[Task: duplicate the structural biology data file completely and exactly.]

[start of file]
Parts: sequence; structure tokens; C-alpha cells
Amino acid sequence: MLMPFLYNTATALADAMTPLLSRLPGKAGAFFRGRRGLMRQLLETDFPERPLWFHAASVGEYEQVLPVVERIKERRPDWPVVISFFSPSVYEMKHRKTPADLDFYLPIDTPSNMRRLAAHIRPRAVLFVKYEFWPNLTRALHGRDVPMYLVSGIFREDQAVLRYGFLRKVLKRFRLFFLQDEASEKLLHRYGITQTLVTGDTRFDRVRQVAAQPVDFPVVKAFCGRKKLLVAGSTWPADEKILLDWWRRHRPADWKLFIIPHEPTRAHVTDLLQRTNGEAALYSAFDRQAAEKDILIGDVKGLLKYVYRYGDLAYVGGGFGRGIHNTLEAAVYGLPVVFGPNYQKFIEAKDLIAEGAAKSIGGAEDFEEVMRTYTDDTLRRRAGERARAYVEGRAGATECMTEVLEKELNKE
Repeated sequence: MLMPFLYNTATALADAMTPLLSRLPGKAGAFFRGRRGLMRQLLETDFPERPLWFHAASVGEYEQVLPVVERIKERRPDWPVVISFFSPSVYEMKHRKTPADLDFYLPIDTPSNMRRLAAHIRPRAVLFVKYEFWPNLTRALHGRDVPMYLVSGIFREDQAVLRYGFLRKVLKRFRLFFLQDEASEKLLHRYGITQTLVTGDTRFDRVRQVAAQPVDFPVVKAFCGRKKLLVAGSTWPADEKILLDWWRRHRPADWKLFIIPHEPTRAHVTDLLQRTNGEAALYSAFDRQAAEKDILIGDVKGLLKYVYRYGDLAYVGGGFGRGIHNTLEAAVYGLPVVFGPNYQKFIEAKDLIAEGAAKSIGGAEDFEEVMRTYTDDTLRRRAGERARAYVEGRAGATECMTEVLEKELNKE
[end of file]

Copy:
Parts: sequence; structure tokens; C-alpha cells
Amino acid sequence: MLMPFLYNTATALADAMTPLLSRLPGKAGAFFRGRRGLMRQLLETDFPERPLWFHAASVGEYEQVLPVVERIKERRPDWPVVISFFSPSVYEMKHRKTPADLDFYLPIDTPSNMRRLAAHIRPRAVLFVKYEFWPNLTRALHGRDVPMYLVSGIFREDQAVLRYGFLRKVLKRFRLFFLQDEASEKLLHRYGITQTLVTGDTRFDRVRQVAAQPVDFPVVKAFCGRKKLLVAGSTWPADEKILLDWWRRHRPADWKLFIIPHEPTRAHVTDLLQRTNGEAALYSAFDRQAAEKDILIGDVKGLLKYVYRYGDLAYVGGGFGRGIHNTLEAAVYGLPVVFGPNYQKFIEAKDLIAEGAAKSIGGAEDFEEVMRTYTDDTLRRRAGERARAYVEGRAGATECMTEVLEKELNKE
Repeated sequence: MLMPFLYNTATALADAMTPLLSRLPGKAGAFFRGRRGLMRQLLETDFPERPLWFHAASVGEYEQVLPVVERIKERRPDWPVVISFFSPSVYEMKHRKTPADLDFYLPIDTPSNMRRLAAHIRPRAVLFVKYEFWPNLTRALHGRDVPMYLVSGIFREDQAVLRYGFLRKVLKRFRLFFLQDEASEKLLHRYGITQTLVTGDTRFDRVRQVAAQPVDFPVVKAFCGRKKLLVAGSTWPADEKILLDWWRRHRPADWKLFIIPHEPTRAHVTDLLQRTNGEAALYSAFDRQAAEKDILIGDVKGLLKYVYRYGDLAYVGGGFGRGIHNTLEAAVYGLPVVFGPNYQKFIEAKDLIAEGAAKSIGGAEDFEEVMRTYTDDTLRRRAGERARAYVEGRAGATECMTEVLEKELNKE